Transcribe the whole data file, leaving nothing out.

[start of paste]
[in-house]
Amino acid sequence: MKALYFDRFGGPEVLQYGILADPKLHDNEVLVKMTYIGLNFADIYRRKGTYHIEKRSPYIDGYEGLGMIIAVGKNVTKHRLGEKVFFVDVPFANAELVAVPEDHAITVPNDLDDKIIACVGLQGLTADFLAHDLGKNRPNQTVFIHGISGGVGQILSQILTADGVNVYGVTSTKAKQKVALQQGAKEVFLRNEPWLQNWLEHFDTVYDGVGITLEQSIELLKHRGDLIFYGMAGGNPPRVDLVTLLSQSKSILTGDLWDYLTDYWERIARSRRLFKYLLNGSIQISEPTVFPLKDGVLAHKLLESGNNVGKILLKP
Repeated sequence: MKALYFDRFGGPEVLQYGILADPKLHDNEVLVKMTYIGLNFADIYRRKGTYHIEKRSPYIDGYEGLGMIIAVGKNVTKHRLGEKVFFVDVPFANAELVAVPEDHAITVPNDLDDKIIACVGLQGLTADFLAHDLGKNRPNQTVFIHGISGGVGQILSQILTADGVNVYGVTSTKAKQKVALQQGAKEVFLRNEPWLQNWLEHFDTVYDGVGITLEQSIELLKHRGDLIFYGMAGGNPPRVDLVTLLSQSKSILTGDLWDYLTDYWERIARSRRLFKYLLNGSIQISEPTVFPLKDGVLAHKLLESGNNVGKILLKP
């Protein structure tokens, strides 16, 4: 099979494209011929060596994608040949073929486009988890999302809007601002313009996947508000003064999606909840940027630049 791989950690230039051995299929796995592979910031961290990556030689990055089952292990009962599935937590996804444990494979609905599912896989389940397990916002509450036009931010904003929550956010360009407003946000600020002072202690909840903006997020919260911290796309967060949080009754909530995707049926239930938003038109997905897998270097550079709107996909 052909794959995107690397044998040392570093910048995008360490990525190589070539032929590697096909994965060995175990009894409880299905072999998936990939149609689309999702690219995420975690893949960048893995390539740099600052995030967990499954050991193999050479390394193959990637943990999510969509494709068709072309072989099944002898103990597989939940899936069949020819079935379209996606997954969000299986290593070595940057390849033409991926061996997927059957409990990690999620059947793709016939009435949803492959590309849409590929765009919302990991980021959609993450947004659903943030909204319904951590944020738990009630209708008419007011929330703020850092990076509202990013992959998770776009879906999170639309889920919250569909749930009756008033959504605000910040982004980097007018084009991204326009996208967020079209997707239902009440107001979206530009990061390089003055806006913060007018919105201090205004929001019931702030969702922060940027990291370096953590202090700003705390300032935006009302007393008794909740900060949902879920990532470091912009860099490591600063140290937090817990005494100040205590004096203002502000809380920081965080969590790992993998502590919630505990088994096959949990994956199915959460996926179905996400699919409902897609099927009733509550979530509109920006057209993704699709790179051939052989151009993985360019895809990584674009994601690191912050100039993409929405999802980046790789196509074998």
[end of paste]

[in-house]
Amino acid sequence: MKALYFDRFGGPEVLQYGILADPKLHDNEVLVKMTYIGLNFADIYRRKGTYHIEKRSPYIDGYEGLGMIIAVGKNVTKHRLGEKVFFVDVPFANAELVAVPEDHAITVPNDLDDKIIACVGLQGLTADFLAHDLGKNRPNQTVFIHGISGGVGQILSQILTADGVNVYGVTSTKAKQKVALQQGAKEVFLRNEPWLQNWLEHFDTVYDGVGITLEQSIELLKHRGDLIFYGMAGGNPPRVDLVTLLSQSKSILTGDLWDYLTDYWERIARSRRLFKYLLNGSIQISEPTVFPLKDGVLAHKLLESGNNVGKILLKP
Repeated sequence: MKALYFDRFGGPEVLQYGILADPKLHDNEVLVKMTYIGLNFADIYRRKGTYHIEKRSPYIDGYEGLGMIIAVGKNVTKHRLGEKVFFVDVPFANAELVAVPEDHAITVPNDLDDKIIACVGLQGLTADFLAHDLGKNRPNQTVFIHGISGGVGQILSQILTADGVNVYGVTSTKAKQKVALQQGAKEVFLRNEPWLQNWLEHFDTVYDGVGITLEQSIELLKHRGDLIFYGMAGGNPPRVDLVTLLSQSKSILTGDLWDYLTDYWERIARSRRLFKYLLNGSIQISEPTVFPLKDGVLAHKLLESGNNVGKILLKP
């Protein structure tokens, strides 16, 4: 099979494209011929060596994608040949073929486009988890999302809007601002313009996947508000003064999606909840940027630049 791989950690230039051995299929796995592979910031961290990556030689990055089952292990009962599935937590996804444990494979609905599912896989389940397990916002509450036009931010904003929550956010360009407003946000600020002072202690909840903006997020919260911290796309967060949080009754909530995707049926239930938003038109997905897998270097550079709107996909 052909794959995107690397044998040392570093910048995008360490990525190589070539032929590697096909994965060995175990009894409880299905072999998936990939149609689309999702690219995420975690893949960048893995390539740099600052995030967990499954050991193999050479390394193959990637943990999510969509494709068709072309072989099944002898103990597989939940899936069949020819079935379209996606997954969000299986290593070595940057390849033409991926061996997927059957409990990690999620059947793709016939009435949803492959590309849409590929765009919302990991980021959609993450947004659903943030909204319904951590944020738990009630209708008419007011929330703020850092990076509202990013992959998770776009879906999170639309889920919250569909749930009756008033959504605000910040982004980097007018084009991204326009996208967020079209997707239902009440107001979206530009990061390089003055806006913060007018919105201090205004929001019931702030969702922060940027990291370096953590202090700003705390300032935006009302007393008794909740900060949902879920990532470091912009860099490591600063140290937090817990005494100040205590004096203002502000809380920081965080969590790992993998502590919630505990088994096959949990994956199915959460996926179905996400699919409902897609099927009733509550979530509109920006057209993704699709790179051939052989151009993985360019895809990584674009994601690191912050100039993409929405999802980046790789196509074998």